18 In the UK, the Queen grants a posthumous pardon to Timothy Evans, who had been hanged in 1950 after being wrongfully convicted of murdering his wife in the infamous Christie murder case. After his execution it was revealed that Evans' wife had in fact been slain by the couple's landlord, serial killer John Christie. Evans' tragic fate was a major rallying point for the long-running campaign for the abolition of capital punishment in Britain. The case was later immortalised by the film 10 Rillington Place, starring Richard Attenborough.

20 US President Lyndon Johnson arrives for a 3-day visit to Australian east coast cities, sparking rowdy demonstrations by anti-war protesters. In one notorious incident in Sydney, demonstrators block the route of the Presidential motorcade by lying down on the road in front of his limousine. Angered by their action, NSW Premier Robin Askin famously orders his driver to "run over the bastards." The visit is criticised by the Labor opposition as a "cheap political gimmick", coming only a month before the impending federal election.

21 A crowd estimated at 750,000 turns out in Melbourne to welcome visiting US President Lyndon Johnson. Although most of the crowd are pro-LBJ, a vocal anti-war contingent demonstrates against the visit, chanting "LBJ, LBJ, how many kids did you kill today?" and splattering the president's car with paint bombs.

Two of the paint bombers, Melbourne uni student David Langley and his brother John, former pupils at the elite Melbourne Boys Grammar, concocted the plan as their own personal protest against the Vietnam War. According to David, on the day before LBJ's visit to Melbourne, the brothers practised bombing cars with plastic bags of water thrown from a tall building. On the day of LBJ's visit, David and John join anti-war protesters in Carlton, but when the route of the LBJ motorcade is diverted from there, they make their way to South Yarra where the US President is attending a festival. There are no tall buildings in the area so they hide behind trees and wait for LBJ to emerge from the festival. As he leaves, John throws the bag of green paint and lays down in front of LBJ's car. David then throws his bag of paint. A beefy US security man punches David in the face and John is dragged off into a laneway by other security men and beaten up. Just as a stunned David is about to run off into the crowd, he is seized by Australian police.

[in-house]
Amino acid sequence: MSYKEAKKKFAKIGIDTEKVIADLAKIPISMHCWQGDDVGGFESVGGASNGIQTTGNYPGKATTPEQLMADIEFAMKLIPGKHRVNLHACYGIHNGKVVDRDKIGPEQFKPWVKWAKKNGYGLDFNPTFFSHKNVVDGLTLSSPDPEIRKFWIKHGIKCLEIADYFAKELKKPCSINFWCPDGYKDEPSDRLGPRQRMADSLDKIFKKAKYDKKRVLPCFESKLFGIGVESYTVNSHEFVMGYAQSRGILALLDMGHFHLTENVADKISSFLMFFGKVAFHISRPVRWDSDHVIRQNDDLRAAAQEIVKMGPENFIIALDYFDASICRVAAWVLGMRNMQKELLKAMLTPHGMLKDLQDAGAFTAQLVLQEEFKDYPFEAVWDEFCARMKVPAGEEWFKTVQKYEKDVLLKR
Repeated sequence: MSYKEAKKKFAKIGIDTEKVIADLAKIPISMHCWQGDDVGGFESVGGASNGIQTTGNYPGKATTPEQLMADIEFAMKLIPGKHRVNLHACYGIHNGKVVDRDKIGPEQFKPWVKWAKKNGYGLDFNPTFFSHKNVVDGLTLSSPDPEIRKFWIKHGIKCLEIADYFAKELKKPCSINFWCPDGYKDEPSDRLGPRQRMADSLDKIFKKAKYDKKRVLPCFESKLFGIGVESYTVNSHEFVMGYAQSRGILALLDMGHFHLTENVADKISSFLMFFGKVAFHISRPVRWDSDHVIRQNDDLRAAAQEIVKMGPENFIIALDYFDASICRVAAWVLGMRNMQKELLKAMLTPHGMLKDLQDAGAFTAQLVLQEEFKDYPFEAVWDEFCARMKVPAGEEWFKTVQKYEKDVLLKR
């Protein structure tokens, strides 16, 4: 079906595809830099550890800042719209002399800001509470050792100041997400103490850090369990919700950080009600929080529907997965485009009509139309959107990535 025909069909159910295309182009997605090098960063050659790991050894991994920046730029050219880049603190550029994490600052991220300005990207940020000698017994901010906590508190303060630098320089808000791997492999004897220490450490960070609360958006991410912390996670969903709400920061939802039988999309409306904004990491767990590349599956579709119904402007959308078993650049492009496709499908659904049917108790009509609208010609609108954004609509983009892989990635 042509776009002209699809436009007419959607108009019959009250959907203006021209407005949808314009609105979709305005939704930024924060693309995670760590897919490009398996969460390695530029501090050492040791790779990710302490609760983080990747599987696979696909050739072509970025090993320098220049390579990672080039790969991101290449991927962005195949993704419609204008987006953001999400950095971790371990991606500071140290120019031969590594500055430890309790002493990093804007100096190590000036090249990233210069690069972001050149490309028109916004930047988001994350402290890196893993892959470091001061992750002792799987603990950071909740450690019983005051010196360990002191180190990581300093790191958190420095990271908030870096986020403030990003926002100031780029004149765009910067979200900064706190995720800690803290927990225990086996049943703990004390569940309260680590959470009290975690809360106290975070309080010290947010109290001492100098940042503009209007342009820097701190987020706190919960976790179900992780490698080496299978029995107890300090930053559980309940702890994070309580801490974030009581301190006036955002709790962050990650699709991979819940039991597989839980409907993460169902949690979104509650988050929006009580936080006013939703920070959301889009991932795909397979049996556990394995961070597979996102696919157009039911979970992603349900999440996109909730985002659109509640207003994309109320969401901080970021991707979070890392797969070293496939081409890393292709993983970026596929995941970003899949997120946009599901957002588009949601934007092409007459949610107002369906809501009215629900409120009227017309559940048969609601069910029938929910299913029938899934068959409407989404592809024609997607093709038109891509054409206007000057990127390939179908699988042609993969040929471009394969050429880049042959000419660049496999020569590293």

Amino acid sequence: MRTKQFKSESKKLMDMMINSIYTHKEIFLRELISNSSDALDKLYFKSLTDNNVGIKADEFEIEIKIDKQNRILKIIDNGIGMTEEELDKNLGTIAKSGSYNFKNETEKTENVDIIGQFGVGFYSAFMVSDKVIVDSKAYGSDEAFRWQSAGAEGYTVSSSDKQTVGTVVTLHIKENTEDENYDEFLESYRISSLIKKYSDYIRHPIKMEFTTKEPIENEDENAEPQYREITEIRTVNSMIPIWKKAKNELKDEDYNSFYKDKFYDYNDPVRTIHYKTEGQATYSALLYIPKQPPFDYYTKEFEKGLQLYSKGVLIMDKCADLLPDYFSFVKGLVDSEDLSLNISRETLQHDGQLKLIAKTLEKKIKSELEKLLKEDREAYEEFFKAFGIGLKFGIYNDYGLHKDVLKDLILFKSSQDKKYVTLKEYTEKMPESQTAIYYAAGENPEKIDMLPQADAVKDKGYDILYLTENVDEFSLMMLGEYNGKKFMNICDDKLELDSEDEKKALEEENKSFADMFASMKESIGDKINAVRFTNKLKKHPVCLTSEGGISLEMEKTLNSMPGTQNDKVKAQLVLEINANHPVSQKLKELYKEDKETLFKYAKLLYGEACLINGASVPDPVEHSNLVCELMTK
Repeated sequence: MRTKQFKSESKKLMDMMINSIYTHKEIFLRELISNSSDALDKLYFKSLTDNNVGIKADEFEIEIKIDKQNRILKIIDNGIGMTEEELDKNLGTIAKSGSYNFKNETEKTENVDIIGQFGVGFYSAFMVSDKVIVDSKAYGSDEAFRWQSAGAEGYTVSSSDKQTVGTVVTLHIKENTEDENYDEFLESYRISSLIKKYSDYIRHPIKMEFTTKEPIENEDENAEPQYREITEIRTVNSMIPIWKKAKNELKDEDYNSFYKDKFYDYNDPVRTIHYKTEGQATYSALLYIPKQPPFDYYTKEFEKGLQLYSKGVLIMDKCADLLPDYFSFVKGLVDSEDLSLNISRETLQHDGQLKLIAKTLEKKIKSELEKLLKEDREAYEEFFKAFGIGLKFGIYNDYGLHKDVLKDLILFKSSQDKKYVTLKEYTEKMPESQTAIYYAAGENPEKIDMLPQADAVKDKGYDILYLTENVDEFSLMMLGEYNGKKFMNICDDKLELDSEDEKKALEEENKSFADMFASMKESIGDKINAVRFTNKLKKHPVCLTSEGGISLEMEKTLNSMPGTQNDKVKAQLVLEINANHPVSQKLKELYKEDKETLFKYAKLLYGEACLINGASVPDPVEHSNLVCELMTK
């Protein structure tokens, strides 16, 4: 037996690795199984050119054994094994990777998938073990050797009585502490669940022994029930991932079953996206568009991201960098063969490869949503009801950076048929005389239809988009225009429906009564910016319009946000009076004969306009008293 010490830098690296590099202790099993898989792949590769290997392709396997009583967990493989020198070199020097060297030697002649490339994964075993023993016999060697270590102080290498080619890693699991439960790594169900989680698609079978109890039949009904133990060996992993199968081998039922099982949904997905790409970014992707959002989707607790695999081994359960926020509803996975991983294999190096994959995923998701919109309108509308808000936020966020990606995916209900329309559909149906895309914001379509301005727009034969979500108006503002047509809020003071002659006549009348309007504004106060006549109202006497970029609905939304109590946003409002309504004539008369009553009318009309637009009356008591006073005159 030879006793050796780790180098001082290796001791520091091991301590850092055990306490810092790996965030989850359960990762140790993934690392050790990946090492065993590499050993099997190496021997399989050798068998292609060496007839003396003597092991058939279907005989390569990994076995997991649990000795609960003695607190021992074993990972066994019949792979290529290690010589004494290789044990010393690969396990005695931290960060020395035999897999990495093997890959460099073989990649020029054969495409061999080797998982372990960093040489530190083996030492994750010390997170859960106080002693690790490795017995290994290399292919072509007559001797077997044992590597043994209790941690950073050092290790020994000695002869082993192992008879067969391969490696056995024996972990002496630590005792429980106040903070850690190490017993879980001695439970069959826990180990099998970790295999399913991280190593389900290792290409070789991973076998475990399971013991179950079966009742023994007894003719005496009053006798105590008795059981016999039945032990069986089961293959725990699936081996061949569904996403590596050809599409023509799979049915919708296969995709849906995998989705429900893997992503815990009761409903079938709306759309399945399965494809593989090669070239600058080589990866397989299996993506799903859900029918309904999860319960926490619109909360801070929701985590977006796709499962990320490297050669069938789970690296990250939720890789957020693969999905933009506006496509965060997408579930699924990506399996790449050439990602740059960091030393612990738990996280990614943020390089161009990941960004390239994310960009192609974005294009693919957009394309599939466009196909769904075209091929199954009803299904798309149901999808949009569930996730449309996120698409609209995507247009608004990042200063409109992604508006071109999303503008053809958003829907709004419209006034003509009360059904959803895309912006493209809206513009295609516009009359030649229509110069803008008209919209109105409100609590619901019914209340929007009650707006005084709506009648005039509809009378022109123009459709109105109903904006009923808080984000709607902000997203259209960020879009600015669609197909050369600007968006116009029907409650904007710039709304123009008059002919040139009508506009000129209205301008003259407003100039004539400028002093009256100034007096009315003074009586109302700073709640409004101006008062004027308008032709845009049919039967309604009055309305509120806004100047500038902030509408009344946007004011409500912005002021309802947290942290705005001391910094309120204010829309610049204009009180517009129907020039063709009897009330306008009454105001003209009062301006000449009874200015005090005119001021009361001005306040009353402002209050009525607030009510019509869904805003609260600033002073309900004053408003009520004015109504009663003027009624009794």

The Langleys are both arrested and remanded in custody for three weeks at Pentridge Prison, where they are forced to undergo a psychiatric assessment, in which John is supposedly found to be a "latent schizophrenic". The paint-throwing incident makes headlines in the US, including page three in Time magazine. David was forced to complete his first-year university exams in a remand cell. The brothers were fined $680 and David believes if not for his privileged background, he and John would have been sentenced to jail. David Langley later recorded his story in a book, A decade of dissent: Vietnam and the conflict on the Australian homefront (Allen & Unwin, 1992). You can read more about the protests against LBJ's visit in this Green Left article by Peter Boyle

- Five coal miners are killed in a cave-in at Wyee, near Newcastle, NSW.

Above: the huge landslide that killed 144 people, including 116 children, at Aberfan, Wales.

- Britain's worst mining accident, the Aberfan Disaster kills 144 people in the village of Aberfan, located about 25 miles from Cardiff, in South Wales. For decades, millions of cubic metres of excavated debris from the Merthyr Vale Colliery had been piled up on the side of Merthyr Mountain, directly above the town. The huge piles, or tips, sat on top of a layer of highly porous sandstone that contained many underground springs and several of the tips had been built up directly over these springs.

Early on the morning of 21 October, after several days of heavy rain, there was a subsidence of about 3-6 metres which occurred on the upper flank of the tip. Then suddenly, at 9:15am, more than 150,000 cubic metres of water-saturated debris broke away and flowed downhill at high speed. It was sunny on the mountain but still foggy in the village, with visibility only about fifty metres. The tipping gang working on the mountain saw the landslide start, but were unable to raise the alarm because their telephone cable had been repeatedly stolen (although it was later established that the landslide happened so fast that a telephone warning would not have saved any lives). The front part of the mass became liquefied and moved as a series of viscous surges down the slope at high speed. 120,000 cubic metres of debris were deposited on the lower slopes of the mountain but over 40,000 cubic metres smashed into the village in a slurry some 7-9 metres deep.

The slide first destroyed a farm cottage in its path, killing all the occupants, then surged on down the mountainside, engulfing twenty houses and the Pantglas Junior School. The avalanche occurred only minutes after the children had gone into to class after singing All Things Bright and Beautiful at assembly. The tragic irony of the timing of the disaster was that Friday 21 October was the last day before the half-term break; if the landslide had occurred on the following day, or even a few minutes earlier, it's likely that the death toll would have been considerably lower. Nobody in the village saw anything, but everyone could hear the roar of the approaching landslide; some at the school thought it was a jet about to crash and one teacher ordered his class to hide under their desks. Gaynor Minett, an eight-year-old at the school, later recalled:

"It was a tremendous rumbling sound and all the school went dead. You could hear a pin drop. Everyone just froze in their seats. I just managed to get up and I reached the end of my desk when the sound got louder and nearer, until I could see the black out of the window. I can't remember any more but I woke up to find that a horrible nightmare had just begun in front of my eyes."